The word “evangelical,” from evangel, (Greek: eu + angelion), and the first word in ELCA, is often translated: “Good News,” “Good Message,” “Glad Tidings,” and so on. The English word Gospel, from “god” which meant “good,” and “spell” which meant “saying/news/word, etc.” (i.e. our modern word “spelling,”) is often properly used to translate the original Greek euangelion.
The contemporary English word “angel” (like, Hark the Herald…) comes from the Greek angelos, meaning “messenger.” The prefix “eu” simply means “good,” as in eulogy (the good word), and Eucharist (the great thanksgiving).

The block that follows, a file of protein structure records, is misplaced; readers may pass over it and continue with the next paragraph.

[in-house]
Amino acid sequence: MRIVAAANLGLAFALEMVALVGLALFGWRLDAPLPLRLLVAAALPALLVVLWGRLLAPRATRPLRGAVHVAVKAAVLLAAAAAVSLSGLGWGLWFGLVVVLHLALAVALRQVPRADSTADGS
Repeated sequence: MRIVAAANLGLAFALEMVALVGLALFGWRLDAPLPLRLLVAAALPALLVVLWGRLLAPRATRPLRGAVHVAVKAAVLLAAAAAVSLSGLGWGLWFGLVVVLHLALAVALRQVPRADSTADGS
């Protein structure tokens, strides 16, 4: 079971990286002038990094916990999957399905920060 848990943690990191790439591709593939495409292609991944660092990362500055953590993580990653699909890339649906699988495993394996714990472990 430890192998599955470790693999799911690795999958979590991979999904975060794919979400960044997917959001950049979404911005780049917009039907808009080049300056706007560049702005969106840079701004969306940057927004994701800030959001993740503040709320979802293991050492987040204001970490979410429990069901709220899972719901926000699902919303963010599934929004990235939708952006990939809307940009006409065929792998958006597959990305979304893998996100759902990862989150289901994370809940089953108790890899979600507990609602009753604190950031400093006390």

As a Lutheran and as a Protestant Christian, the word “evangelical” takes on special meaning as it is the word self-assigned to the Lutherans at the onset of the Reformation (Evangelische Kirche), as opposed to the pejorative “Lutheran,” as assigned by Luther’s opponents.
That is as a protestant, and as an heir to the Reformation, I believe there is still “Good News,” “Gospel,” “Glad Tidings,” and so-forth to be found not just at the heart and core of my religious denomination and scriptures (though I believe it certainly is there), but also in the very act of Reform and Protest itself—within and outside my particular tradition.
To be continued…